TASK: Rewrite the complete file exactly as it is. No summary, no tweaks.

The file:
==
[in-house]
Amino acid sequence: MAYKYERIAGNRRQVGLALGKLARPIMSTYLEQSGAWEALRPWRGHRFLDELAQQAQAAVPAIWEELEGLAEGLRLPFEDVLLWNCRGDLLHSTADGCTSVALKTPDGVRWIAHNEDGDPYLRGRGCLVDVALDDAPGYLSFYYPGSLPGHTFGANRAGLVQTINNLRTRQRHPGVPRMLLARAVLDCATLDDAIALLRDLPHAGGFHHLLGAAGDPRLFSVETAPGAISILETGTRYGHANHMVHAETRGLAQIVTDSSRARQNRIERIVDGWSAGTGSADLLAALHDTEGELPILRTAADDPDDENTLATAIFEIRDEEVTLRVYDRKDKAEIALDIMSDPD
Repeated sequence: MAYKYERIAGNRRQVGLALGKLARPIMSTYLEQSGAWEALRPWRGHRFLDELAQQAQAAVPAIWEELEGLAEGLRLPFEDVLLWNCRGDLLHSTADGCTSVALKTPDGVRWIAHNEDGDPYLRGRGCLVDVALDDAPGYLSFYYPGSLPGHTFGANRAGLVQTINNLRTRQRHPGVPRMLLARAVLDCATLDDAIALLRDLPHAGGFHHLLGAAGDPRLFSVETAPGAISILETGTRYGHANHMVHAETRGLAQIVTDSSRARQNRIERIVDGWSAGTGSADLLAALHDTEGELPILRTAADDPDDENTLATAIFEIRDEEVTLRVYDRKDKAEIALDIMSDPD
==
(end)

[in-house]
Amino acid sequence: MAYKYERIAGNRRQVGLALGKLARPIMSTYLEQSGAWEALRPWRGHRFLDELAQQAQAAVPAIWEELEGLAEGLRLPFEDVLLWNCRGDLLHSTADGCTSVALKTPDGVRWIAHNEDGDPYLRGRGCLVDVALDDAPGYLSFYYPGSLPGHTFGANRAGLVQTINNLRTRQRHPGVPRMLLARAVLDCATLDDAIALLRDLPHAGGFHHLLGAAGDPRLFSVETAPGAISILETGTRYGHANHMVHAETRGLAQIVTDSSRARQNRIERIVDGWSAGTGSADLLAALHDTEGELPILRTAADDPDDENTLATAIFEIRDEEVTLRVYDRKDKAEIALDIMSDPD
Repeated sequence: MAYKYERIAGNRRQVGLALGKLARPIMSTYLEQSGAWEALRPWRGHRFLDELAQQAQAAVPAIWEELEGLAEGLRLPFEDVLLWNCRGDLLHSTADGCTSVALKTPDGVRWIAHNEDGDPYLRGRGCLVDVALDDAPGYLSFYYPGSLPGHTFGANRAGLVQTINNLRTRQRHPGVPRMLLARAVLDCATLDDAIALLRDLPHAGGFHHLLGAAGDPRLFSVETAPGAISILETGTRYGHANHMVHAETRGLAQIVTDSSRARQNRIERIVDGWSAGTGSADLLAALHDTEGELPILRTAADDPDDENTLATAIFEIRDEEVTLRVYDRKDKAEIALDIMSDPD